Do As They Say, Not As I Do

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Grey Day for Elcia:
-snip snip snip-

No worries, perhaps I responded a bit harshly myself, but I do get somewhat defensive when it comes to this subject. On the topic of professionals, I was, in fact, sent to two different psychiatrists, neither of which cared to give any sort of diagnosis. The first one put me on Ritalin (twice), which had no affect other than to make me lose my appetite and thus, a ton of weight, then fucked off to another country. The second had no interest in my case beyond how much money it was making him and his department of the hospital, making absolutely no effort towards making a diagnosis or helping at all. I cottoned onto his act pretty quick, quicker than my parents at any rate, though to be fair, we stopped going after they did. As a result, I don't have a lot of trust in psychiatrists, so have never been to one since.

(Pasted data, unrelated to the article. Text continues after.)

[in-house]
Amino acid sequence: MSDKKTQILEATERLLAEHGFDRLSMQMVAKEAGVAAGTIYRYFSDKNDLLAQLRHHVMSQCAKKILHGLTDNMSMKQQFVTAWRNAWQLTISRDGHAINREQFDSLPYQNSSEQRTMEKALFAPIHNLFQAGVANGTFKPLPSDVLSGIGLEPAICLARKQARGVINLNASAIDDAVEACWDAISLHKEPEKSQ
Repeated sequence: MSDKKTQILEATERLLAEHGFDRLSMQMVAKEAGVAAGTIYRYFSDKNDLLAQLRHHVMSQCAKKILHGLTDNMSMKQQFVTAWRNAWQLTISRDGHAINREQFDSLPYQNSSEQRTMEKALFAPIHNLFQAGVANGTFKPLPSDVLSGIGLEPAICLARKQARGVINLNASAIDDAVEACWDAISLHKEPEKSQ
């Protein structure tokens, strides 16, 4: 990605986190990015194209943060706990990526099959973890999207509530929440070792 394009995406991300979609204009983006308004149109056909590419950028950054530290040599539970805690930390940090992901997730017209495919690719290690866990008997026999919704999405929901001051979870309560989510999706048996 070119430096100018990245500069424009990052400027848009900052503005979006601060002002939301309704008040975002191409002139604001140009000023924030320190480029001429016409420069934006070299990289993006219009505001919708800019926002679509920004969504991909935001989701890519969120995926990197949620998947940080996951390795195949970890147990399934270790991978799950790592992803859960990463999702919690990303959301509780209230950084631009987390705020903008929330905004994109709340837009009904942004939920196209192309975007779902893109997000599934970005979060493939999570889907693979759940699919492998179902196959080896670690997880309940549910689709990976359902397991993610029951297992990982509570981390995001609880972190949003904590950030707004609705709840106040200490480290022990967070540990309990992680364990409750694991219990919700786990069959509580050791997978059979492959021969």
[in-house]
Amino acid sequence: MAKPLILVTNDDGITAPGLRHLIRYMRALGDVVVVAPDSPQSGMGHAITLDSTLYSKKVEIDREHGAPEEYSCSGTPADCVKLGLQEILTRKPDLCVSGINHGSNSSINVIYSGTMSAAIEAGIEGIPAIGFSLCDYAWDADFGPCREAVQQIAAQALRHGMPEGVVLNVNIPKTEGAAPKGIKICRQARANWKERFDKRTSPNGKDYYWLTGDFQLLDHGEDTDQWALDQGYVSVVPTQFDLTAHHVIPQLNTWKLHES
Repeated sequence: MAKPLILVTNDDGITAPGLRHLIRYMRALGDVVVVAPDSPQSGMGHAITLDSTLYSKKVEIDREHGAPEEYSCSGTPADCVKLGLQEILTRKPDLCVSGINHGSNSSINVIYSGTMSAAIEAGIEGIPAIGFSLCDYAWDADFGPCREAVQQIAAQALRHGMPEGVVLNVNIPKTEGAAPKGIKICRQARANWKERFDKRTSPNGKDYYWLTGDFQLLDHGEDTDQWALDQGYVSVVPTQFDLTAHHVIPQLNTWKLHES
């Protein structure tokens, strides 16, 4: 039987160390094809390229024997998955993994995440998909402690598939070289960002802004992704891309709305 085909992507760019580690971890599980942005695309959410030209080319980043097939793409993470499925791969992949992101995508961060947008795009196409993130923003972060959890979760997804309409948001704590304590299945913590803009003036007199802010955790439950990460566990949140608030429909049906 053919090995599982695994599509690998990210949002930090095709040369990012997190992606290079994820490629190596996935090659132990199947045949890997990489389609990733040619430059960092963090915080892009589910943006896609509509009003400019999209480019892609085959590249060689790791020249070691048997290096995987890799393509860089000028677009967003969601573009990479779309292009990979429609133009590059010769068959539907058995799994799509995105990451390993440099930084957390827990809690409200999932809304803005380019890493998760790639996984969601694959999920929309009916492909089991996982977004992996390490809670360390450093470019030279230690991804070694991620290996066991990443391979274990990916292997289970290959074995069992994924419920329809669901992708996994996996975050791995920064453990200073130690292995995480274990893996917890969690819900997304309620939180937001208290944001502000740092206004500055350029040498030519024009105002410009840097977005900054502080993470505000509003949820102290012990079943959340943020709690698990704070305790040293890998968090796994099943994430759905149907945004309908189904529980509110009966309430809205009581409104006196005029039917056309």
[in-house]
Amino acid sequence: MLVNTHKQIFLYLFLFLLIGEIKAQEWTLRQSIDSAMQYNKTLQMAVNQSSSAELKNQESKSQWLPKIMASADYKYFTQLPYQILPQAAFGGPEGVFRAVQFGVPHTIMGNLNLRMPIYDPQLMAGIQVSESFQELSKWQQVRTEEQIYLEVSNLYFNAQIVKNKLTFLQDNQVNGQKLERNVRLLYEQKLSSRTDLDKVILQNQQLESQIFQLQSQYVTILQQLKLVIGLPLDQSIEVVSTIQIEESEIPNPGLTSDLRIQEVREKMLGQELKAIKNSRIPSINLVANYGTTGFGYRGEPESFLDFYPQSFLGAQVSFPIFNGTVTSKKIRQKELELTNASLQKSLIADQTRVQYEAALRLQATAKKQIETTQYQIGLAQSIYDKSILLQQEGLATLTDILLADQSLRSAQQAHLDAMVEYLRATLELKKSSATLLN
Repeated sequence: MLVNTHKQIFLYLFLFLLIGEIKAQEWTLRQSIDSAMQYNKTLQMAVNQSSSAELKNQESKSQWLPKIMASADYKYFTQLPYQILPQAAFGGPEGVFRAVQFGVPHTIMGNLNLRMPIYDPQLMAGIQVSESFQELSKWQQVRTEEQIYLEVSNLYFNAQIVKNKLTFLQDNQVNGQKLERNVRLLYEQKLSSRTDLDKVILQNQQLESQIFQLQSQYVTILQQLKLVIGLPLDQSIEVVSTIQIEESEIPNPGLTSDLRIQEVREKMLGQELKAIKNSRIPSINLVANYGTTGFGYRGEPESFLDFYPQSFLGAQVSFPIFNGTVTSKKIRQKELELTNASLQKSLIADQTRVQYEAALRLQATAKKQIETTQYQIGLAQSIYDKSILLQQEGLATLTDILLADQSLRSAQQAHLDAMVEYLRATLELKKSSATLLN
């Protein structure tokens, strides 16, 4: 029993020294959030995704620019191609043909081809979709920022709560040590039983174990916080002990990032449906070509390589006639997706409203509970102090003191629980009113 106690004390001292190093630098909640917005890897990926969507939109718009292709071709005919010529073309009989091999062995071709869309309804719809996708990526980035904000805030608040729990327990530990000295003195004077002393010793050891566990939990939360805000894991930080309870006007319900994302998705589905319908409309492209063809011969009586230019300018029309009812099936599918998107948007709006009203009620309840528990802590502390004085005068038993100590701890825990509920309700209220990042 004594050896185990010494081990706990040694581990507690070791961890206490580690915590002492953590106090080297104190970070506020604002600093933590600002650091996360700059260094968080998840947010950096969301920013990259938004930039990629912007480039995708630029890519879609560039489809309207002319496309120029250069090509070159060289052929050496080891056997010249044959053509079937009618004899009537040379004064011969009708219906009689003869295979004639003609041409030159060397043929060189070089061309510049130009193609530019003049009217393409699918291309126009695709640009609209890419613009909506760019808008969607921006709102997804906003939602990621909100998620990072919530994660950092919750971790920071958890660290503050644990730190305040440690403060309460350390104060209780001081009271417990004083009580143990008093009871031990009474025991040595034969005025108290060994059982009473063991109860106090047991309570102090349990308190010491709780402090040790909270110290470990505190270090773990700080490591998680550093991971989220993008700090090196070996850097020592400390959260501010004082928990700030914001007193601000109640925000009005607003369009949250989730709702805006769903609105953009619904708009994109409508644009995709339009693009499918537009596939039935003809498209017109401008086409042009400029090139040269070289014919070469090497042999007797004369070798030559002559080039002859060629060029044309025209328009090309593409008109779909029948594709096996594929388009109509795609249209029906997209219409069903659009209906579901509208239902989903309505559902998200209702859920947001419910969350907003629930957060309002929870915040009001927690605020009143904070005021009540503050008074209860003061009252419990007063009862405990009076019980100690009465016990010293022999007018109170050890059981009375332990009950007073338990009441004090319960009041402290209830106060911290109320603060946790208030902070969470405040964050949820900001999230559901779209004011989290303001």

I realise that ASD's may or may not be as serious as other mental conditions, which can only be determined on a case by case basis, I'm not trying to make out that "woe is me, it's the end of the world", I was just sympathising with the OP as I can totally see where he's coming from. I can pretty much visualise what's going through his kid's mind as I used to be exactly like that, is all.

Also, it's the less visible traits that have followed me into adulthood, meltdowns are not part of my repertoire of symptoms any more. :P

EDIT: Yes, opinions we have, and strongly we hold them. /yoda

I think we actually agree more than we disagree, lol. As explained before, I'm quick to anger due to being entirely frustrated with how mental health is treated and seen by the general population. Also, like you, I get a bit defensive out of habit.